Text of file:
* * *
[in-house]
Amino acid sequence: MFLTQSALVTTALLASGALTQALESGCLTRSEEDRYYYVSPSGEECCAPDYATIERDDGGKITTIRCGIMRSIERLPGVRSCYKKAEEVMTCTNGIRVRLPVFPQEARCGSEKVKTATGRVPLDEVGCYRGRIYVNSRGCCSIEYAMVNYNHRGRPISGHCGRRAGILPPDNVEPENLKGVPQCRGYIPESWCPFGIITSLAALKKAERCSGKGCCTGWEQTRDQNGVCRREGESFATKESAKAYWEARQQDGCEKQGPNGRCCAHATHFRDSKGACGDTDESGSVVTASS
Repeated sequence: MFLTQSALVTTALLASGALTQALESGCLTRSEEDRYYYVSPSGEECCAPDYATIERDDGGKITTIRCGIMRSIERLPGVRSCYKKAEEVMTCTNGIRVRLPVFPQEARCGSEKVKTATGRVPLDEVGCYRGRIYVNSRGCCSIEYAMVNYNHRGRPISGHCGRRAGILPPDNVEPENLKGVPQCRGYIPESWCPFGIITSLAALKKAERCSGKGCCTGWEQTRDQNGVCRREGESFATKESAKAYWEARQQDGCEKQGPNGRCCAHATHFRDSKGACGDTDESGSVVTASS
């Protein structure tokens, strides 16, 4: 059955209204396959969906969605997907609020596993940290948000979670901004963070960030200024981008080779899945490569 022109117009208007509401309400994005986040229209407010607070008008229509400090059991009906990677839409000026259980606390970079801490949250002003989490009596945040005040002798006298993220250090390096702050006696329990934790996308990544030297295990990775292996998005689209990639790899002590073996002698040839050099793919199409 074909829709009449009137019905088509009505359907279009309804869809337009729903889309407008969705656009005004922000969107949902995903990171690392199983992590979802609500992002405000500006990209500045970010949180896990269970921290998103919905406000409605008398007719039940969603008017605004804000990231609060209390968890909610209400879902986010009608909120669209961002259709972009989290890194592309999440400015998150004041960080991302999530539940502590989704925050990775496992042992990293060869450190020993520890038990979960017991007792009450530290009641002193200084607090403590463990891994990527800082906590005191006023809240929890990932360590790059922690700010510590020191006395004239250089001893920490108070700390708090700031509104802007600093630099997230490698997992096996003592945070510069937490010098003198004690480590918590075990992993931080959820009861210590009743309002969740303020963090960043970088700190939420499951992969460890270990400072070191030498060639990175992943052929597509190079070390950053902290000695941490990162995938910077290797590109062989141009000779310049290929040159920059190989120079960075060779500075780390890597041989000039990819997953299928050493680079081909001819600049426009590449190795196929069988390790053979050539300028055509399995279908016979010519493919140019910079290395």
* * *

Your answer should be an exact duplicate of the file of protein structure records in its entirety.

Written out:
[in-house]
Amino acid sequence: MFLTQSALVTTALLASGALTQALESGCLTRSEEDRYYYVSPSGEECCAPDYATIERDDGGKITTIRCGIMRSIERLPGVRSCYKKAEEVMTCTNGIRVRLPVFPQEARCGSEKVKTATGRVPLDEVGCYRGRIYVNSRGCCSIEYAMVNYNHRGRPISGHCGRRAGILPPDNVEPENLKGVPQCRGYIPESWCPFGIITSLAALKKAERCSGKGCCTGWEQTRDQNGVCRREGESFATKESAKAYWEARQQDGCEKQGPNGRCCAHATHFRDSKGACGDTDESGSVVTASS
Repeated sequence: MFLTQSALVTTALLASGALTQALESGCLTRSEEDRYYYVSPSGEECCAPDYATIERDDGGKITTIRCGIMRSIERLPGVRSCYKKAEEVMTCTNGIRVRLPVFPQEARCGSEKVKTATGRVPLDEVGCYRGRIYVNSRGCCSIEYAMVNYNHRGRPISGHCGRRAGILPPDNVEPENLKGVPQCRGYIPESWCPFGIITSLAALKKAERCSGKGCCTGWEQTRDQNGVCRREGESFATKESAKAYWEARQQDGCEKQGPNGRCCAHATHFRDSKGACGDTDESGSVVTASS
């Protein structure tokens, strides 16, 4: 059955209204396959969906969605997907609020596993940290948000979670901004963070960030200024981008080779899945490569 022109117009208007509401309400994005986040229209407010607070008008229509400090059991009906990677839409000026259980606390970079801490949250002003989490009596945040005040002798006298993220250090390096702050006696329990934790996308990544030297295990990775292996998005689209990639790899002590073996002698040839050099793919199409 074909829709009449009137019905088509009505359907279009309804869809337009729903889309407008969705656009005004922000969107949902995903990171690392199983992590979802609500992002405000500006990209500045970010949180896990269970921290998103919905406000409605008398007719039940969603008017605004804000990231609060209390968890909610209400879902986010009608909120669209961002259709972009989290890194592309999440400015998150004041960080991302999530539940502590989704925050990775496992042992990293060869450190020993520890038990979960017991007792009450530290009641002193200084607090403590463990891994990527800082906590005191006023809240929890990932360590790059922690700010510590020191006395004239250089001893920490108070700390708090700031509104802007600093630099997230490698997992096996003592945070510069937490010098003198004690480590918590075990992993931080959820009861210590009743309002969740303020963090960043970088700190939420499951992969460890270990400072070191030498060639990175992943052929597509190079070390950053902290000695941490990162995938910077290797590109062989141009000779310049290929040159920059190989120079960075060779500075780390890597041989000039990819997953299928050493680079081909001819600049426009590449190795196929069988390790053979050539300028055509399995279908016979010519493919140019910079290395």